The bill would have required a pharmacist to list each ingredient in the compound and certify the product with a signature.
But Carmelo Cinqueonce, executive vice president of the S.C. Pharmacy Association, said it was unclear what problem the bill, S-453, sought to solve.
The author of the polo-horse provision, Rep. Chip Limehouse, R-Charleston, said he was alarmed after 21 polo horses died in April in Wellington, Fla., after they were given supplements.
"I think it's a knee-jerk reaction to the unfortunate incident in Florida," Cinqueonce said, adding that it would do nothing to regulate pharmacists who fill orders in Georgia that are given to horses in polo matches right across the state line.
In Aiken County, nine polo clubs are recognized by the United States Polo Association and about 40 fields, according to the Aiken Polo Club's Web site. Members of the Aiken Polo Club could not be reached.
"Folks in compounding don't see why this is necessary or what it's really trying to achieve that already isn't standard practice," Cinqueonce said.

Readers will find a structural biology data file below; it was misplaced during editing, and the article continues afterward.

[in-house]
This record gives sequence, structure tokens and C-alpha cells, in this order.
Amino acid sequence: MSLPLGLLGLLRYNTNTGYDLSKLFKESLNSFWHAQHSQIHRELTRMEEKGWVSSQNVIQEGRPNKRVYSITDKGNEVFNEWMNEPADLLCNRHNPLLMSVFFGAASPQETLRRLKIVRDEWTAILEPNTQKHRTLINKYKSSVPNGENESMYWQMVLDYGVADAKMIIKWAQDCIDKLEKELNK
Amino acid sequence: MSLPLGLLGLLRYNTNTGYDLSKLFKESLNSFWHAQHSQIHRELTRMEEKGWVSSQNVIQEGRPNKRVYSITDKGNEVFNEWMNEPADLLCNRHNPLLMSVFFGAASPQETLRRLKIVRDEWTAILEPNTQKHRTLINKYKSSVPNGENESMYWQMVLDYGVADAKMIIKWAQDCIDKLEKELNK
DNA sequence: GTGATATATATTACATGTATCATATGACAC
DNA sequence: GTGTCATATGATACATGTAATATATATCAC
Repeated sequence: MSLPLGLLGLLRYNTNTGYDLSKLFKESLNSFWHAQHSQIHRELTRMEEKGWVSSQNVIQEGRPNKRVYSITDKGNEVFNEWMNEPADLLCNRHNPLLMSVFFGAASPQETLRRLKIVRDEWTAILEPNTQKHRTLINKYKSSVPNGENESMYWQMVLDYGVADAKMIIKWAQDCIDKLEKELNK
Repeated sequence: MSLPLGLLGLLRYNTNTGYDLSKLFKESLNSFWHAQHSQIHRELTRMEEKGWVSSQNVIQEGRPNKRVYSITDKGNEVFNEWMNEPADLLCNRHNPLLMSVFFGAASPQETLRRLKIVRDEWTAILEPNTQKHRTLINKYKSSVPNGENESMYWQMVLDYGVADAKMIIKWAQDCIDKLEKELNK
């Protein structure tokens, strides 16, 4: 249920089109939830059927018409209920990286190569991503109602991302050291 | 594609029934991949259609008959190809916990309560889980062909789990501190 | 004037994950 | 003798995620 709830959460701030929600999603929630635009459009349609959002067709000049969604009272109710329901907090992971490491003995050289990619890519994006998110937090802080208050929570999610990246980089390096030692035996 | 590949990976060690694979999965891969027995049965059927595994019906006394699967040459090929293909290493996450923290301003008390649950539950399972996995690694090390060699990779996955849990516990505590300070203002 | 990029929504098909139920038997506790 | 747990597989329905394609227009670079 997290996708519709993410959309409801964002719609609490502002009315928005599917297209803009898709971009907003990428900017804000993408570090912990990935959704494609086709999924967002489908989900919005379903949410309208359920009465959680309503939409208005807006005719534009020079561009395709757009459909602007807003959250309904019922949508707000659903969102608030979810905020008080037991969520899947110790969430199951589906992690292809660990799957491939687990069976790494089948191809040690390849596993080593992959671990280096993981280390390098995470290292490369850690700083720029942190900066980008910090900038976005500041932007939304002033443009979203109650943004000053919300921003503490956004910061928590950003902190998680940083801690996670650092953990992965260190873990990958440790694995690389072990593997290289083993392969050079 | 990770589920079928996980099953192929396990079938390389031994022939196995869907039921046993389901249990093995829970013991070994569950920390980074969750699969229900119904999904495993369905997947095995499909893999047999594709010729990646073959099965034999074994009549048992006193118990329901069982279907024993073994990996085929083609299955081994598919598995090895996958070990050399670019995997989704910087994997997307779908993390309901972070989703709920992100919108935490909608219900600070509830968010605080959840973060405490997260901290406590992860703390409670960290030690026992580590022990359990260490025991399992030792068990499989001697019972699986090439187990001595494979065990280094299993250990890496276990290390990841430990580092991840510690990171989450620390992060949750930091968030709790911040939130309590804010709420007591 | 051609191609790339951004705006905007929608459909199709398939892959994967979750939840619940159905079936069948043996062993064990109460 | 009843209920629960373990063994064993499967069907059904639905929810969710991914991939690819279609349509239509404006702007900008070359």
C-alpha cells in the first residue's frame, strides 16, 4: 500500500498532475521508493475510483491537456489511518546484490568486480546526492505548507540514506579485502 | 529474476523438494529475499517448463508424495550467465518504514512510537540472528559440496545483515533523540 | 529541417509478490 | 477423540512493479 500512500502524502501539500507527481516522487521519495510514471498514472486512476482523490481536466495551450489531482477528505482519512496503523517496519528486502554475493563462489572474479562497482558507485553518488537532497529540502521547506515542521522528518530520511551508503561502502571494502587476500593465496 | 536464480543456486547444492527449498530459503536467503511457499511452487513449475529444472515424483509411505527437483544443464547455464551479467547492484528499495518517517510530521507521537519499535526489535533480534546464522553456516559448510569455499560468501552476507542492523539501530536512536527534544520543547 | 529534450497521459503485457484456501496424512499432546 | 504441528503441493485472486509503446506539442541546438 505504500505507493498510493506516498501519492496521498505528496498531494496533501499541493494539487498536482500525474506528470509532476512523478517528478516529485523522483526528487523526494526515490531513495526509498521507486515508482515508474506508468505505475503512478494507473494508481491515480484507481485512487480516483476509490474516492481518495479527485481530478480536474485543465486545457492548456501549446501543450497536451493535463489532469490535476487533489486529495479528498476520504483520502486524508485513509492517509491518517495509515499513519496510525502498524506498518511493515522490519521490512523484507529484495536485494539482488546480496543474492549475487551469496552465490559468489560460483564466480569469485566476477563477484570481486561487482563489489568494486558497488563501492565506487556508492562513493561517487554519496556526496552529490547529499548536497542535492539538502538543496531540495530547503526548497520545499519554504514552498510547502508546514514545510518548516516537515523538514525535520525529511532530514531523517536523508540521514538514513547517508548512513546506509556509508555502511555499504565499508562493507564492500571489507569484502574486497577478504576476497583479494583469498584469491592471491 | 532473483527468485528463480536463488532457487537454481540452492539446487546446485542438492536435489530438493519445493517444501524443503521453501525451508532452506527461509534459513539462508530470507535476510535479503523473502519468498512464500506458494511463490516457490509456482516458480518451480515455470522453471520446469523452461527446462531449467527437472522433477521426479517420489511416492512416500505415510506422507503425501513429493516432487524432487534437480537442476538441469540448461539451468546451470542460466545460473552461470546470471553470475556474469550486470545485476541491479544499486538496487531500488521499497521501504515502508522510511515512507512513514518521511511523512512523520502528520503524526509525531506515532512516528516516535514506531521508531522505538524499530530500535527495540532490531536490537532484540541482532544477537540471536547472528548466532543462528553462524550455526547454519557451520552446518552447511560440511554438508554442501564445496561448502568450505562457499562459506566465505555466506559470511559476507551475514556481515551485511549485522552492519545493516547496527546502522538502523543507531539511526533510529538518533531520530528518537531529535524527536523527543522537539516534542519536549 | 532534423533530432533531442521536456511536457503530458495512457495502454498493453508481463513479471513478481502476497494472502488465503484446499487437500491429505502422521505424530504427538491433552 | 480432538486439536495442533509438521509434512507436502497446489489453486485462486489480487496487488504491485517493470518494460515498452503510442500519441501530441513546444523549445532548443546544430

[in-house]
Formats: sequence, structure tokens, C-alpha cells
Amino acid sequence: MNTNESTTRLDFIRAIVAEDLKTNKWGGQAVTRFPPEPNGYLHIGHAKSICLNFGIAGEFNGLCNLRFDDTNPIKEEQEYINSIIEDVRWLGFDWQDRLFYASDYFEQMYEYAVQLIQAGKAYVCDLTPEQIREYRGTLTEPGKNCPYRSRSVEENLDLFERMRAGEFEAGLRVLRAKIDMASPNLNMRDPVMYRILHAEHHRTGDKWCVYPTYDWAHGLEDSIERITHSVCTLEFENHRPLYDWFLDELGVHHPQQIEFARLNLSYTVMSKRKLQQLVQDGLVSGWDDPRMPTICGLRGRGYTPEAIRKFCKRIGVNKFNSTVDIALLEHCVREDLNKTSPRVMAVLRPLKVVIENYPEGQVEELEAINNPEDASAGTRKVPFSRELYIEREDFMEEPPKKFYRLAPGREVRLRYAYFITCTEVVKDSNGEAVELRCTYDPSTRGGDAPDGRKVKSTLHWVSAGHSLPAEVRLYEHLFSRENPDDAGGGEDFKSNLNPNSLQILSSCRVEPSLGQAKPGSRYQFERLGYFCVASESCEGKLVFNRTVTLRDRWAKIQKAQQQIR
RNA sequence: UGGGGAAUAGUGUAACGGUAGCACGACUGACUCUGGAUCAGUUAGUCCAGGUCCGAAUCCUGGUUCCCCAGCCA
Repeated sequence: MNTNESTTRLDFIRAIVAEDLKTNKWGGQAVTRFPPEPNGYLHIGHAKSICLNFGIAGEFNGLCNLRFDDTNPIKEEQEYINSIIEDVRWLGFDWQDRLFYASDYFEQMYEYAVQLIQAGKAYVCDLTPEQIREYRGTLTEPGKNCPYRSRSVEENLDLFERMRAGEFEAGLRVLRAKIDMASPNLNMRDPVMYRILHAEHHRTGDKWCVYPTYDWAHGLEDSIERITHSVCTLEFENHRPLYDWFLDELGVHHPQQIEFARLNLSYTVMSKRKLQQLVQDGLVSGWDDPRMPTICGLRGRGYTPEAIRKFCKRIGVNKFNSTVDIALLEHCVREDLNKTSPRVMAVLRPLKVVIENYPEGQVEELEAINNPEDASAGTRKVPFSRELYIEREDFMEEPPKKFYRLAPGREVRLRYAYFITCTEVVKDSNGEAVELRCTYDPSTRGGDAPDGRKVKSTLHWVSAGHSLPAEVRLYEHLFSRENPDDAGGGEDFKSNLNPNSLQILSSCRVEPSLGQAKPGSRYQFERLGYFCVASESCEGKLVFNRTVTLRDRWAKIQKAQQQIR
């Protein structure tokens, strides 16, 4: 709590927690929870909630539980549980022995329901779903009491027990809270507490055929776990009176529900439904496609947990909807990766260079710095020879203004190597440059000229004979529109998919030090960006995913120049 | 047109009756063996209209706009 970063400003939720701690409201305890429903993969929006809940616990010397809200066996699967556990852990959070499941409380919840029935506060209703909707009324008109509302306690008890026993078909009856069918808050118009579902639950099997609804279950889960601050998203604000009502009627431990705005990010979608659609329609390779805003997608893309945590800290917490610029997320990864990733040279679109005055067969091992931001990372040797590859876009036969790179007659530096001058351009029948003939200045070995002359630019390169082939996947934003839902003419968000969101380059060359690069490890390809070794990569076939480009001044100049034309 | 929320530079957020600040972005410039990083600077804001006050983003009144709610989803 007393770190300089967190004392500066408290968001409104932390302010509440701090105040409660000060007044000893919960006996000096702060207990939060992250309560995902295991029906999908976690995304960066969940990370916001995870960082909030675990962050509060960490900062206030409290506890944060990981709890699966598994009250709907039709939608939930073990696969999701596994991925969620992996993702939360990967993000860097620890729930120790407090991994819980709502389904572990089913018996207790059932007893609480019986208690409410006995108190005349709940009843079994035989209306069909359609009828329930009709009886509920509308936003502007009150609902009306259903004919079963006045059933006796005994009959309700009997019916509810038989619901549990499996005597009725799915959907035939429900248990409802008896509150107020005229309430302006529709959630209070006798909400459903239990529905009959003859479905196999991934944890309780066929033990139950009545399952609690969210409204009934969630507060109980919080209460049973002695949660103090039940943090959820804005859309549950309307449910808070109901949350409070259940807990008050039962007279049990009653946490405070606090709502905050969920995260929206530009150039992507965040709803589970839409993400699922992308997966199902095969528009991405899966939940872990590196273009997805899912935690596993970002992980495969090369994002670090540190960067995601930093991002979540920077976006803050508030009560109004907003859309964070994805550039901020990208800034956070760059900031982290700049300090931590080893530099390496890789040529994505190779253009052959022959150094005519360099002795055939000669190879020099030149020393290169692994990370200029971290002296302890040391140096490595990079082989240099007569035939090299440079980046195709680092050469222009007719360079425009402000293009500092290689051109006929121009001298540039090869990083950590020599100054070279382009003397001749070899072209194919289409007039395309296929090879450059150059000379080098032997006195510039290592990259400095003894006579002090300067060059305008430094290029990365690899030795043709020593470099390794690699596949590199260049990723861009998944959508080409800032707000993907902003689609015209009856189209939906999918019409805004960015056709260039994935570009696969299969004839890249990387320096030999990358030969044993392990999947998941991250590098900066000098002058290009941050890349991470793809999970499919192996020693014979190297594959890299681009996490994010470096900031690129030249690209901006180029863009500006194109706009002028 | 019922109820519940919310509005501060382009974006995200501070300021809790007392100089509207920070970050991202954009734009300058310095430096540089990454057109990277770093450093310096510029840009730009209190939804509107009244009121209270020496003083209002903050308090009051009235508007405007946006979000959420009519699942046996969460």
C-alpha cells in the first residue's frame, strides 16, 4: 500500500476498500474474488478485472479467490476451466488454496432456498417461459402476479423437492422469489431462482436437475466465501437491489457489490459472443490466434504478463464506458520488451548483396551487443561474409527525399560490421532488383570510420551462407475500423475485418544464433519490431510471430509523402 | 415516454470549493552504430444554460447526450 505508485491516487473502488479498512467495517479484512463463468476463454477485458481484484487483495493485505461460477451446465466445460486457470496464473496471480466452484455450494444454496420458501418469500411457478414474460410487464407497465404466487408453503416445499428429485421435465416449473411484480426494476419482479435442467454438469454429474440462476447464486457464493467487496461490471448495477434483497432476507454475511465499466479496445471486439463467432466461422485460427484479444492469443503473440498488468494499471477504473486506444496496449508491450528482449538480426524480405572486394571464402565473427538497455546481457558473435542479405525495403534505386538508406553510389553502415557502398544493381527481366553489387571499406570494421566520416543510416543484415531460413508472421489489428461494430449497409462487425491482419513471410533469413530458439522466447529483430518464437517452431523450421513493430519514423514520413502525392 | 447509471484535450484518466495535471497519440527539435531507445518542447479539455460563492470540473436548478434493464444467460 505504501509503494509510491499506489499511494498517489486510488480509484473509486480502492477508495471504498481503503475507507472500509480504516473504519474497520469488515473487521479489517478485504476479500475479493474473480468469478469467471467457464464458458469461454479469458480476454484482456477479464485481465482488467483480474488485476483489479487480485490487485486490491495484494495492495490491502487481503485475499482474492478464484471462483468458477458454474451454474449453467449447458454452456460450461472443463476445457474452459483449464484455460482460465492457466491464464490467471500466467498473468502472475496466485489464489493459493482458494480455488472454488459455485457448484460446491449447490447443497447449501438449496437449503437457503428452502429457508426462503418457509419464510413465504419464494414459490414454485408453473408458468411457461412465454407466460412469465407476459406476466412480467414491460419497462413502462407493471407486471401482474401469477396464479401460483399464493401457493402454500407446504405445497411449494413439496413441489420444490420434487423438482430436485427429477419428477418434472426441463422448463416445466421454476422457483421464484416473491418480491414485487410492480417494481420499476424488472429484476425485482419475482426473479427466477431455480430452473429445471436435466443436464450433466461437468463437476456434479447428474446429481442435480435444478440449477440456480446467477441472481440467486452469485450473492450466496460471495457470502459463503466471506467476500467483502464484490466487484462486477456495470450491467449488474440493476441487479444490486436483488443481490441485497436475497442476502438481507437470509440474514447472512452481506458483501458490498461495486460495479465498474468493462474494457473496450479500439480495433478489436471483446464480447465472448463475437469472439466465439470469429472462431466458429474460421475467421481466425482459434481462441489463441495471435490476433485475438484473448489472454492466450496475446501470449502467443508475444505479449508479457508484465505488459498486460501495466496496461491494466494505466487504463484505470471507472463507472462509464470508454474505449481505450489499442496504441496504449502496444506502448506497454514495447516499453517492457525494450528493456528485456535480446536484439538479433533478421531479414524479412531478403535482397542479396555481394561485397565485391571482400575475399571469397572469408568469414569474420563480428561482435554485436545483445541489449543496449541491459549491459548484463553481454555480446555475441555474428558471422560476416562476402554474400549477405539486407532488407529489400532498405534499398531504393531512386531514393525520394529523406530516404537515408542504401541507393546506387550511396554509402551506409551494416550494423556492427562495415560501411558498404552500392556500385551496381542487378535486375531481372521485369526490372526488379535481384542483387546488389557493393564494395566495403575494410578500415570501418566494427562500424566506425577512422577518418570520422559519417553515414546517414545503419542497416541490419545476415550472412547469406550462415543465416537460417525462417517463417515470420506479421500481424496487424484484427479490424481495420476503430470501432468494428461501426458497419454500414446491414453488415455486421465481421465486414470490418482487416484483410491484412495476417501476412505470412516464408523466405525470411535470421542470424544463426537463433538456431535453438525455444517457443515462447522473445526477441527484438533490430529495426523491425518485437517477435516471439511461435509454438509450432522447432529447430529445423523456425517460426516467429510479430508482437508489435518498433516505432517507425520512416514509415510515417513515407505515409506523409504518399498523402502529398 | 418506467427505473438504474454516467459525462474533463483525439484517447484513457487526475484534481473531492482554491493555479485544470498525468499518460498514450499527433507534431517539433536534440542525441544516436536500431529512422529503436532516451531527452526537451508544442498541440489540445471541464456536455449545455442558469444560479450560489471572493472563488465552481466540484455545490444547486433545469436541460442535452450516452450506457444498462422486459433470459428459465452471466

In South Carolina, a state board enforces standards set by the U.S. Pharmacopoeia, a public-health organization.
Sanford objected to a part of the bill that had nothing to do with polo horses.
The governor pointed to the provision that would grant only residents who reside within two miles of a livestock operation the right to appeal a state livestock permit. An appeal that was decided in court could then affect every state resident, undermining local control, Sanford warned.
State lawmakers will return June 16 to consider overriding the governor's vetoes.